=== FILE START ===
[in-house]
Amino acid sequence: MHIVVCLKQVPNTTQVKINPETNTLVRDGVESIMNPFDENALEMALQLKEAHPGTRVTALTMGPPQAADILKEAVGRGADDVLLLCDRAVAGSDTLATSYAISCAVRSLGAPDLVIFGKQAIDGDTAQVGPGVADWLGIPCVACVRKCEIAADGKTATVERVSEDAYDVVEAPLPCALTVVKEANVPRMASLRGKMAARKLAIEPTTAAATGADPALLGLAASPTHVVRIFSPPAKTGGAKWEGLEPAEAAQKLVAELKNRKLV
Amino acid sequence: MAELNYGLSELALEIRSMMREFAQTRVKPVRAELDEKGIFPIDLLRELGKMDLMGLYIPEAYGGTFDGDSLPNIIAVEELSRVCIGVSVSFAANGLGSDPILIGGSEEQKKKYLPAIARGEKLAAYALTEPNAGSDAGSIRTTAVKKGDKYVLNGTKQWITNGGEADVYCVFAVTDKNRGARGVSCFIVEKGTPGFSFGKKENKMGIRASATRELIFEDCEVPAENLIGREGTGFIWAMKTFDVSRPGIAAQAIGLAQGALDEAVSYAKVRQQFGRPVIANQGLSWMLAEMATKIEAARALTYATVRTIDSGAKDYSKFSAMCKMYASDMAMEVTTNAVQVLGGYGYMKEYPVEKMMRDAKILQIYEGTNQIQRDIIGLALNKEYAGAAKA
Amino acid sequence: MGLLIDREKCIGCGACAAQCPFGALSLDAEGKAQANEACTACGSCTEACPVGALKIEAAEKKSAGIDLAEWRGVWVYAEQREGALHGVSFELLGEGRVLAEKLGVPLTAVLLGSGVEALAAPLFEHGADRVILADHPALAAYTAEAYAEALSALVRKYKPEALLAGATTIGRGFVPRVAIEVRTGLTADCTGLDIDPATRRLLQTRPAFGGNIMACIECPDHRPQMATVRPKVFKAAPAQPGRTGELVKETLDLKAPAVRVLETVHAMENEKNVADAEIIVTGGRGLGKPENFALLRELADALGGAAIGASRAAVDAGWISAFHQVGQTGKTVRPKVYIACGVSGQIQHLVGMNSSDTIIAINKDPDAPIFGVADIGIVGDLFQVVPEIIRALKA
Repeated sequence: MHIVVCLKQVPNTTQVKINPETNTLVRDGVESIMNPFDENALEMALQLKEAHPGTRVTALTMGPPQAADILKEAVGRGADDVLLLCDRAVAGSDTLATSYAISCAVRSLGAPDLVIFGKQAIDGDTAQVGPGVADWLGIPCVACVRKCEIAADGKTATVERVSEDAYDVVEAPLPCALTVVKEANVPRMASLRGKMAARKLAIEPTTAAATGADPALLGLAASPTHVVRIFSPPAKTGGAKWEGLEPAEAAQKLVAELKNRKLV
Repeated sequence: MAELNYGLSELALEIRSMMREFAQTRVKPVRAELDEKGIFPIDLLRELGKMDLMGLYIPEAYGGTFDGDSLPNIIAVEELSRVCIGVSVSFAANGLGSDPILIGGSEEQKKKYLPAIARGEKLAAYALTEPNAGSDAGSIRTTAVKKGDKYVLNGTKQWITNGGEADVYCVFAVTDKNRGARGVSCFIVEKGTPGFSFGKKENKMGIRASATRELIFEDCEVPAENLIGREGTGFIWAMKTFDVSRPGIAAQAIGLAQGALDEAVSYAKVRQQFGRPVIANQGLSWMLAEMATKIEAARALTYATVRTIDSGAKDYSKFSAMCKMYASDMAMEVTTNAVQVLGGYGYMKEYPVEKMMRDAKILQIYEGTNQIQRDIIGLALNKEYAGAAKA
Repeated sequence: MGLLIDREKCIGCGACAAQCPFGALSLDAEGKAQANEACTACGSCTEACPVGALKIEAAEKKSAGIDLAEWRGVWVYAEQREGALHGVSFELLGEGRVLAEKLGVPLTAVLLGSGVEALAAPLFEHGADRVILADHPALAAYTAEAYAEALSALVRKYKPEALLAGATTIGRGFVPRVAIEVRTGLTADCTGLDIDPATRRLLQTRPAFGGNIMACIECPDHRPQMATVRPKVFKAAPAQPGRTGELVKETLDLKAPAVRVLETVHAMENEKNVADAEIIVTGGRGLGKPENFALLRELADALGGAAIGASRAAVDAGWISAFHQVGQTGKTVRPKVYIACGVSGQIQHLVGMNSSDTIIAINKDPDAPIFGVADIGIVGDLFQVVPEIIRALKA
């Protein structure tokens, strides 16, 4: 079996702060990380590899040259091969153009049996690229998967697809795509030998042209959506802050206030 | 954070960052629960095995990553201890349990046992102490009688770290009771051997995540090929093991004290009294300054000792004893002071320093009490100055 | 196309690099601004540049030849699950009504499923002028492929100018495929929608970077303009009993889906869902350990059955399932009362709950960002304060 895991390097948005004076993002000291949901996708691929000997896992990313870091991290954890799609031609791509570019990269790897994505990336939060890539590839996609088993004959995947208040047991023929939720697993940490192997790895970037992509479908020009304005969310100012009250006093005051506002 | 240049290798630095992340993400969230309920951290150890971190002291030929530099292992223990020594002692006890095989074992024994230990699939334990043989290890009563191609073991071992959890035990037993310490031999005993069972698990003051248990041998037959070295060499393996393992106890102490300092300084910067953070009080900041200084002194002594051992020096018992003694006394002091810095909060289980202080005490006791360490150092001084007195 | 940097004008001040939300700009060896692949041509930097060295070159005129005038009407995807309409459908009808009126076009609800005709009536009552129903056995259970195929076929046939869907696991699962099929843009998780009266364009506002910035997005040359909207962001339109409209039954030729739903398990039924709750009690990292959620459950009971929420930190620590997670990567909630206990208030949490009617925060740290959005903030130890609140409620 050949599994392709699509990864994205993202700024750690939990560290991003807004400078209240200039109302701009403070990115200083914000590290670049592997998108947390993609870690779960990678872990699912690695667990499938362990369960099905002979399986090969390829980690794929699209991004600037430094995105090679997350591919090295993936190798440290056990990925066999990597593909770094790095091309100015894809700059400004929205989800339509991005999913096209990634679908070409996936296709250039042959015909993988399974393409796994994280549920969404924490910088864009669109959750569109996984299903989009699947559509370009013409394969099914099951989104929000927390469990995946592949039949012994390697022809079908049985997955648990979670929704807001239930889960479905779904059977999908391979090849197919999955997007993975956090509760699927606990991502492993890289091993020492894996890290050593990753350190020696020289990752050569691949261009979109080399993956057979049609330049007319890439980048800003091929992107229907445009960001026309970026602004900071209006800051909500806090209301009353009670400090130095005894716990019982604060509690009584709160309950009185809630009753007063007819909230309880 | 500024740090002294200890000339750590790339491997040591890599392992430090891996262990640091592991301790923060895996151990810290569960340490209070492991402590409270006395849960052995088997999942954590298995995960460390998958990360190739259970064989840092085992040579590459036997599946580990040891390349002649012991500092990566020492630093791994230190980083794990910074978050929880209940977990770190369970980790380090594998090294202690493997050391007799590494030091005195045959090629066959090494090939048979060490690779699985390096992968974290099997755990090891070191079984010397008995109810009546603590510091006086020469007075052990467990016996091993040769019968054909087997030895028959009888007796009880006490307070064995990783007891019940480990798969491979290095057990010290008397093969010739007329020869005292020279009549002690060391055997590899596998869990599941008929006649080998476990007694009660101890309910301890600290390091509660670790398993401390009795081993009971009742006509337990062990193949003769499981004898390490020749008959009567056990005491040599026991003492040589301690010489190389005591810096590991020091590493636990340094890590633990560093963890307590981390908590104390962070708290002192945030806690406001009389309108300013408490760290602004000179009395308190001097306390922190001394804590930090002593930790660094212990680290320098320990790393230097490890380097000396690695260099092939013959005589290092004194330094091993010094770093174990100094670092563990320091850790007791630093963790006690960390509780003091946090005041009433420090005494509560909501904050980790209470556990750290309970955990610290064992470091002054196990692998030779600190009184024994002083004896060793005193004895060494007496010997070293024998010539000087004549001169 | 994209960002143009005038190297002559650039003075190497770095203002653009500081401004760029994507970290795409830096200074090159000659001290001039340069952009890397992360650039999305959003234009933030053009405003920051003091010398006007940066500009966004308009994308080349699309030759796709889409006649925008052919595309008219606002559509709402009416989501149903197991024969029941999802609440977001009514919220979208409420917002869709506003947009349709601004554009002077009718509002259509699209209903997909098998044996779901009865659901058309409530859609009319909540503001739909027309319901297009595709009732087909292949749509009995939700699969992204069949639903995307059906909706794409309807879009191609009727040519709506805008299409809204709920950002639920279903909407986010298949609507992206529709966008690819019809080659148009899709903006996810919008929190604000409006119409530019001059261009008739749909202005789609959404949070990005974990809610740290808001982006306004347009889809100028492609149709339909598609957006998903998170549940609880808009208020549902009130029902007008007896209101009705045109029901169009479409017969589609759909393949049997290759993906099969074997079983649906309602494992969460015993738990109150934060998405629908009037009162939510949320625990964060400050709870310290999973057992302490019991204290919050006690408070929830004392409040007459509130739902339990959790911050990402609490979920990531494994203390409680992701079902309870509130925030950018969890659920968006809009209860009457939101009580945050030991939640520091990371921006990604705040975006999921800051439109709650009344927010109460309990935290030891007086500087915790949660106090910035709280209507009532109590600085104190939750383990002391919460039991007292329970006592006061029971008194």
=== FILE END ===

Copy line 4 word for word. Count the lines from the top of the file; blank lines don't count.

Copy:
Amino acid sequence: MGLLIDREKCIGCGACAAQCPFGALSLDAEGKAQANEACTACGSCTEACPVGALKIEAAEKKSAGIDLAEWRGVWVYAEQREGALHGVSFELLGEGRVLAEKLGVPLTAVLLGSGVEALAAPLFEHGADRVILADHPALAAYTAEAYAEALSALVRKYKPEALLAGATTIGRGFVPRVAIEVRTGLTADCTGLDIDPATRRLLQTRPAFGGNIMACIECPDHRPQMATVRPKVFKAAPAQPGRTGELVKETLDLKAPAVRVLETVHAMENEKNVADAEIIVTGGRGLGKPENFALLRELADALGGAAIGASRAAVDAGWISAFHQVGQTGKTVRPKVYIACGVSGQIQHLVGMNSSDTIIAINKDPDAPIFGVADIGIVGDLFQVVPEIIRALKA